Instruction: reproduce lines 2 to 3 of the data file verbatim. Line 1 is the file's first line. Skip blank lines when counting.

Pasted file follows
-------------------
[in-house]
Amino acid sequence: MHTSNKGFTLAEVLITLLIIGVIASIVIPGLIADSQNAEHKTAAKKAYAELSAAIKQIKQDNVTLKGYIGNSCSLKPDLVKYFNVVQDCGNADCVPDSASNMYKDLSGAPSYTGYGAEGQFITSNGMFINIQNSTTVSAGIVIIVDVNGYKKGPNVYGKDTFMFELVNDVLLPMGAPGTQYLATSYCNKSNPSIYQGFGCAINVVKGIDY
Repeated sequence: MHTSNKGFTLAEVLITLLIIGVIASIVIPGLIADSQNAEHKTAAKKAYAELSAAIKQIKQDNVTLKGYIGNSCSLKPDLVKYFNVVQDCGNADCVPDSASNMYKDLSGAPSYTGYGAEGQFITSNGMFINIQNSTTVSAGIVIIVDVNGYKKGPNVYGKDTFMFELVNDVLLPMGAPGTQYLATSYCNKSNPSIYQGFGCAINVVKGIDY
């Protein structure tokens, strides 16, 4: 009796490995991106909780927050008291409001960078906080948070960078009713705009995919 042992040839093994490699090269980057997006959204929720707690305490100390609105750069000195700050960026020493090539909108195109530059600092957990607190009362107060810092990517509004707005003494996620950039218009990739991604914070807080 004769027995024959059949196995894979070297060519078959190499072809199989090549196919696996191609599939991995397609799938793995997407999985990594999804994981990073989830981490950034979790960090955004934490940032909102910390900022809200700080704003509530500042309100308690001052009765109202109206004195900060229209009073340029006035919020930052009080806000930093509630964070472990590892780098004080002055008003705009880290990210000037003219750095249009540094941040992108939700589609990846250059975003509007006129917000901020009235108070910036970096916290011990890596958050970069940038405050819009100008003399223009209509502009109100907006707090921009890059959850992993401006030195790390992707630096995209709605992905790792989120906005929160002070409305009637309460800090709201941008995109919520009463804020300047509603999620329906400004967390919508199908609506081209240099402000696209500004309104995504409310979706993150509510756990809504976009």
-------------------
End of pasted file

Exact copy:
Amino acid sequence: MHTSNKGFTLAEVLITLLIIGVIASIVIPGLIADSQNAEHKTAAKKAYAELSAAIKQIKQDNVTLKGYIGNSCSLKPDLVKYFNVVQDCGNADCVPDSASNMYKDLSGAPSYTGYGAEGQFITSNGMFINIQNSTTVSAGIVIIVDVNGYKKGPNVYGKDTFMFELVNDVLLPMGAPGTQYLATSYCNKSNPSIYQGFGCAINVVKGIDY
Repeated sequence: MHTSNKGFTLAEVLITLLIIGVIASIVIPGLIADSQNAEHKTAAKKAYAELSAAIKQIKQDNVTLKGYIGNSCSLKPDLVKYFNVVQDCGNADCVPDSASNMYKDLSGAPSYTGYGAEGQFITSNGMFINIQNSTTVSAGIVIIVDVNGYKKGPNVYGKDTFMFELVNDVLLPMGAPGTQYLATSYCNKSNPSIYQGFGCAINVVKGIDY